Common name. Rush Family.
Habit and leaf form. Herbs (mostly), or shrubs (a few with woody trunks, e.g. Prionium); evergreen. Usually ‘normal’ plants. Leaves well developed, or much reduced, or absent (rarely). Annual, or perennial; plants with a basal concentration of leaves (usually), or with neither basal nor terminal concentrations of leaves. Young stems cylindrical. When perennial rhizomatous, or tuberous. The shrubby forms pachycaul. Hydrophytic to mesophytic; the aquatics rooted. Leaves when hydrophytic submerged and emergent; alternate; tristichous (nearly always), or distichous (e.g. Distichia); ‘herbaceous’, or leathery, or membranous (sometimes reduced to membranous sheaths); sessile; sheathing. Leaf sheaths with free margins, or with joined margins. Leaves with ‘normal’ orientation (except rarely and atypically in some Juncus species); simple; epulvinate. Leaf blades entire; folded, or rolled, or solid, or flat; acicular, or linear, or subulate, or setaceous; parallel-veined. Leaves ligulate (often, by coalescent apical auricles), or eligulate; with stipules (dubiously, in the form of hyaline lobes on the sides of sheaths), or without stipules; with a persistent basal meristem, and basipetal development. Vegetative anatomy. Plants without silica bodies. Leaf anatomy. Guard-cells not ‘grass type’. Stem anatomy. Secondary thickening absent.
Reproductive type, pollination. Fertile flowers hermaphrodite (usually), or functionally male, or functionally female. Unisexual flowers present (rarely), or absent. Plants hermaphrodite (usually), or dioecious (rarely). Floral nectaries absent (nectaries lacking). Anemophilous (usually), or entomophilous (rarely, or autogamous).
Inflorescence and flower features. Flowers aggregated in ‘inflorescences’; in cymes, or in heads, or in corymbs. The terminal inflorescence unit cymose (usually monochasial). Inflorescences scapiflorous (often, more or less — the stems often extending only in relation to flowering), or not scapiflorous; terminal (but sometimes ‘pushed aside’ by an erect leafy bract, so as to appear lateral); panicles, corymbs or heads; spatheate (with one or more spathal bracts). Flowers bracteolate (usually with two prophylls), or ebracteolate; small; regular; (2–)3 merous; cyclic; tetracyclic, or pentacyclic. Perigone tube absent. Hypogynous disk absent. Perianth of ‘tepals’; 3 (rarely), or 6; 1 -whorled (rarely, the inner whorl absent), or 2 -whorled (usually); usually isomerous; free; sepaloid, or petaloid; similar in the two whorls, or different in the two whorls (sometimes very different in size); green, or white, or brown, or purple, or black, or hyaline. Fertile stamens present, or absent (rarely, when flowers female). Androecium 6 (usually), or 2–3 (rarely). Androecial members free of the perianth; all equal; free of one another; 2 -whorled (usually), or 1 -whorled (rarely). Androecium exclusively of fertile stamens. Stamens 2–3, or 6 (usually); reduced in number relative to the adjacent perianth to diplostemonous. Anthers basifixed; non-versatile; dehiscing via longitudinal slits; introrse, or latrorse; appendaged (sometimes, via the connective tip), or unappendaged. Pollen shed in aggregates; in tetrads. Fertile gynoecium present, or absent (rarely flowers male). Gynoecium 3 carpelled. The pistil 1 celled, or 3 celled. Gynoecium syncarpous; synovarious, or synstylovarious; superior. Ovary unilocular, or plurilocular; 1 locular, or 3 locular. The ‘odd’ carpel anterior. Gynoecium stylate (often shortly). Styles 1, or 3; free to partially joined; attenuate from the ovary; apical. Stigmas 2 (brushlike); dry type; papillate; Group II type. Placentation when unilocular parietal, or basal (rarely — Luzula); axile. Ovules in the single cavity when unilocular 3 (Luzula), or 7–100 (usually ‘many’); 3–50 per locule (i.e. to ‘many’); ascending; non-arillate; anatropous.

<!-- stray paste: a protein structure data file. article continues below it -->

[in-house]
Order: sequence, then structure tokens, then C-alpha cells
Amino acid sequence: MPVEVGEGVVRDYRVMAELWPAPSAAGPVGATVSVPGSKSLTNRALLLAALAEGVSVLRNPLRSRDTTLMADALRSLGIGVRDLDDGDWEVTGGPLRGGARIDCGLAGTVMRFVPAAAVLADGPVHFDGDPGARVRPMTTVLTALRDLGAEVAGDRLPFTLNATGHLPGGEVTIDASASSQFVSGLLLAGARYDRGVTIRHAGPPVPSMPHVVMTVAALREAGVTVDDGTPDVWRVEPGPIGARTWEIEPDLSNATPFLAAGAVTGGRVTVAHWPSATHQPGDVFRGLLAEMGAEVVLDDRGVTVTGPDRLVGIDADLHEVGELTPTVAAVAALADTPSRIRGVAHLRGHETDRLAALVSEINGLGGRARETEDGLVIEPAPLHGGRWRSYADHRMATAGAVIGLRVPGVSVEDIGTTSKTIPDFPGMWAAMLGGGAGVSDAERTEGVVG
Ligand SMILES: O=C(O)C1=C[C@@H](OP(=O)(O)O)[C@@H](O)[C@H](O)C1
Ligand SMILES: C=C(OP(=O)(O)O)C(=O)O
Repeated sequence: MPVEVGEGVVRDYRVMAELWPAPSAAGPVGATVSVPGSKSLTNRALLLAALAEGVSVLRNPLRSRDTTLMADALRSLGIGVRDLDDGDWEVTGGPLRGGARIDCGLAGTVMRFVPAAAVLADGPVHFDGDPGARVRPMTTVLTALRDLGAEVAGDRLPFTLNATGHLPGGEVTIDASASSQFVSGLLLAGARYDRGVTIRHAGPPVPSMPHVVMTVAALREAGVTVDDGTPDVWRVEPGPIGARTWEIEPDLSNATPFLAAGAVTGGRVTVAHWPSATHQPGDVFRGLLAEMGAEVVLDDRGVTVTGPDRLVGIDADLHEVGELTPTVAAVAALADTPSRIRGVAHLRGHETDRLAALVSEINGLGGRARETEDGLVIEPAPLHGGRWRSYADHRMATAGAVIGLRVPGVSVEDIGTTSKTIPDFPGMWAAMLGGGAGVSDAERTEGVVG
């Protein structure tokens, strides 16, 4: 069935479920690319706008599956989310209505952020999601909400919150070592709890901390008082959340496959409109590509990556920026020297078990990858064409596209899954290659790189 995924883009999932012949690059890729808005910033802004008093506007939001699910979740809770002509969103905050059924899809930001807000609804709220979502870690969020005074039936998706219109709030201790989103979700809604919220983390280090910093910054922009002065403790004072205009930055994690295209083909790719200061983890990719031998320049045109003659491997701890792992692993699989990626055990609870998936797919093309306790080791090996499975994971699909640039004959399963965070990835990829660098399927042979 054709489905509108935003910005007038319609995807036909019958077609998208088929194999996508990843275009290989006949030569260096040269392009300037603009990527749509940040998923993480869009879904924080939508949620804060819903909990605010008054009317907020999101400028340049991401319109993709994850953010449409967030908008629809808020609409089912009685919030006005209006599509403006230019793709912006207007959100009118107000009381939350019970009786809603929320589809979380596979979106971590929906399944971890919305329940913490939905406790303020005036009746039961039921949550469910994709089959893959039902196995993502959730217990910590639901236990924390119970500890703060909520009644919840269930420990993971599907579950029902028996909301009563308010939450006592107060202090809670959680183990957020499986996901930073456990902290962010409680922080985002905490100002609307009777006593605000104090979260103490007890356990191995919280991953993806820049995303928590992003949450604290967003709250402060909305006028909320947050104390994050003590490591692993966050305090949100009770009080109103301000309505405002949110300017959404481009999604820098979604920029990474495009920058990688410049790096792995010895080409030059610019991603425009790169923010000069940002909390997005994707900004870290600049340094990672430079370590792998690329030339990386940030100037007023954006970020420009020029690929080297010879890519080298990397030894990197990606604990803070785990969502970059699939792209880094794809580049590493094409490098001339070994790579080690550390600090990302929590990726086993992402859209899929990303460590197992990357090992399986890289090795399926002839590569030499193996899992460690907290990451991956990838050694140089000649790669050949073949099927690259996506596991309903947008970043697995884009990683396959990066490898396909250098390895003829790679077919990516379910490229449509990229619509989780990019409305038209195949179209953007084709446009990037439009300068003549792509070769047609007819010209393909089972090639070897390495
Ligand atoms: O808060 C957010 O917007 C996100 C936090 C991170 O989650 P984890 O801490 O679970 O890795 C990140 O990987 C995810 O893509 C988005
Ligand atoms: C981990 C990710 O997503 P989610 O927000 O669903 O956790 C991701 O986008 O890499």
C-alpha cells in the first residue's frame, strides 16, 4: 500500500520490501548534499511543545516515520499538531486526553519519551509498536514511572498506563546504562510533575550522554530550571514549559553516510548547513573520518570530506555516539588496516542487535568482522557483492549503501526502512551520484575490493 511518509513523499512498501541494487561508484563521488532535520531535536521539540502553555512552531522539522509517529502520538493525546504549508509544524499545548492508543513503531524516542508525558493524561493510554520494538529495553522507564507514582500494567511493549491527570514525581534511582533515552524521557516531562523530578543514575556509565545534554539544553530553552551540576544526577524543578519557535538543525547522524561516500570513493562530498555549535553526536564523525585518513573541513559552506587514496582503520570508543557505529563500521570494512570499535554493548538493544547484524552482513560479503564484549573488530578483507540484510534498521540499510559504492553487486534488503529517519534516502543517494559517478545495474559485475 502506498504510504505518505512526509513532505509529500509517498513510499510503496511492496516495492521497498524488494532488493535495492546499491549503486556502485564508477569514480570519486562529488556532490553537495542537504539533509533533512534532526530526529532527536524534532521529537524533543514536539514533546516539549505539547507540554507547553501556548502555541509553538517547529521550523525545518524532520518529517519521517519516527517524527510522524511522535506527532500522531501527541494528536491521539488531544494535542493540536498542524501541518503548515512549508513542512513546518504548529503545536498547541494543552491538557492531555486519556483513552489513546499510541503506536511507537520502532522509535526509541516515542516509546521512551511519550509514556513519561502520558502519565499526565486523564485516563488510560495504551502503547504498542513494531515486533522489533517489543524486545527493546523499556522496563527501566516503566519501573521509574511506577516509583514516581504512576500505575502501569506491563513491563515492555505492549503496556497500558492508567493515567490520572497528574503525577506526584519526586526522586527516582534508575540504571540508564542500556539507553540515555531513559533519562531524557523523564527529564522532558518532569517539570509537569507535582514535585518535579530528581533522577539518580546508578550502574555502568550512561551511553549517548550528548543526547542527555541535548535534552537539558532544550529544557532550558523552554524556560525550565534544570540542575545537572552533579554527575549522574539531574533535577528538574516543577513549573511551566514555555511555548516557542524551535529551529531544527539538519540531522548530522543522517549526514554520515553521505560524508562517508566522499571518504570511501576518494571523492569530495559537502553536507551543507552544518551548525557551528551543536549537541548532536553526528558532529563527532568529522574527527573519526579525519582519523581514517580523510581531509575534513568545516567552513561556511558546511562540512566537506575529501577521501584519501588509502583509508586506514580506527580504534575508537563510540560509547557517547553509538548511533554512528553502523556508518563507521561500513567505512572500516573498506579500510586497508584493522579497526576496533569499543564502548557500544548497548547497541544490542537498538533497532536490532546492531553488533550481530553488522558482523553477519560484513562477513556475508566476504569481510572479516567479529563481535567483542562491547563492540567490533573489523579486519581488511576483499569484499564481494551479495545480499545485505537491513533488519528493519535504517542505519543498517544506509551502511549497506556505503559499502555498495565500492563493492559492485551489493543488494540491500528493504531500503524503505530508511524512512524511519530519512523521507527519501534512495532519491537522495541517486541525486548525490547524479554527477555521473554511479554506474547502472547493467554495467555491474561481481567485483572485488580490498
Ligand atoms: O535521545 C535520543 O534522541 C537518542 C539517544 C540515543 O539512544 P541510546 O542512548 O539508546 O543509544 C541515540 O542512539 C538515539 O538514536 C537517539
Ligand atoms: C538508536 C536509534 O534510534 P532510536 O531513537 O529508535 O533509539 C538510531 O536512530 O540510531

Fruit and seed features. Fruit non-fleshy; dehiscent (usually), or indehiscent (rarely); a capsule (usually), or capsular-indehiscent. Capsules usually loculicidal. Seeds endospermic. Endosperm not oily. Seeds with starch. Cotyledons 1. Embryo achlorophyllous (2/3); straight (small). Seedling. Hypocotyl internode present, or absent. Mesocotyl absent. Seedling collar not conspicuous. Cotyledon hyperphyll elongated; assimilatory; more or less circular in t.s. Coleoptile absent. Seedling cataphylls absent. First leaf centric, or dorsiventral. Primary root ephemeral.
Physiology, biochemistry. Photosynthetic pathway: C3.
Geography, cytology, number of species. World distribution: Arctic, North and South temperate and tropical mountains. X = (3-)6 or 20(-36). 400 species.
Economic uses, etc. A few species used locally for matting, chair seats, baskets, hats etc.